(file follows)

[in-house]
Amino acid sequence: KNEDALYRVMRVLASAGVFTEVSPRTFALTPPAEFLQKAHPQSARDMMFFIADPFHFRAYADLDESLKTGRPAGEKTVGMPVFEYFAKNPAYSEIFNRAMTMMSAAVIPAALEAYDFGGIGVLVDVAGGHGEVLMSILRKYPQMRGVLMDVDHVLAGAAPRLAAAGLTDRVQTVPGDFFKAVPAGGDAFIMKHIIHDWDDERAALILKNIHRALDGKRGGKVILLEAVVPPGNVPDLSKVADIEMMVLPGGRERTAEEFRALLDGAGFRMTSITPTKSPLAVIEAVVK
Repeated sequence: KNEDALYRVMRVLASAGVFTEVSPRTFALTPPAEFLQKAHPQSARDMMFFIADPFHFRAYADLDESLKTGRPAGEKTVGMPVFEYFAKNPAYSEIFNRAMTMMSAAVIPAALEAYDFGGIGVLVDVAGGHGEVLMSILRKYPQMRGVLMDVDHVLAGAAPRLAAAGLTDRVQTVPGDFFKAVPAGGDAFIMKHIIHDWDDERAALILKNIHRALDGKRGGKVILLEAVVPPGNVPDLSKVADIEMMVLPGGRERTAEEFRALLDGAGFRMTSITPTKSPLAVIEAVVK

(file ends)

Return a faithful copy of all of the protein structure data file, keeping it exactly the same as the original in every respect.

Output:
[in-house]
Amino acid sequence: KNEDALYRVMRVLASAGVFTEVSPRTFALTPPAEFLQKAHPQSARDMMFFIADPFHFRAYADLDESLKTGRPAGEKTVGMPVFEYFAKNPAYSEIFNRAMTMMSAAVIPAALEAYDFGGIGVLVDVAGGHGEVLMSILRKYPQMRGVLMDVDHVLAGAAPRLAAAGLTDRVQTVPGDFFKAVPAGGDAFIMKHIIHDWDDERAALILKNIHRALDGKRGGKVILLEAVVPPGNVPDLSKVADIEMMVLPGGRERTAEEFRALLDGAGFRMTSITPTKSPLAVIEAVVK
Repeated sequence: KNEDALYRVMRVLASAGVFTEVSPRTFALTPPAEFLQKAHPQSARDMMFFIADPFHFRAYADLDESLKTGRPAGEKTVGMPVFEYFAKNPAYSEIFNRAMTMMSAAVIPAALEAYDFGGIGVLVDVAGGHGEVLMSILRKYPQMRGVLMDVDHVLAGAAPRLAAAGLTDRVQTVPGDFFKAVPAGGDAFIMKHIIHDWDDERAALILKNIHRALDGKRGGKVILLEAVVPPGNVPDLSKVADIEMMVLPGGRERTAEEFRALLDGAGFRMTSITPTKSPLAVIEAVVK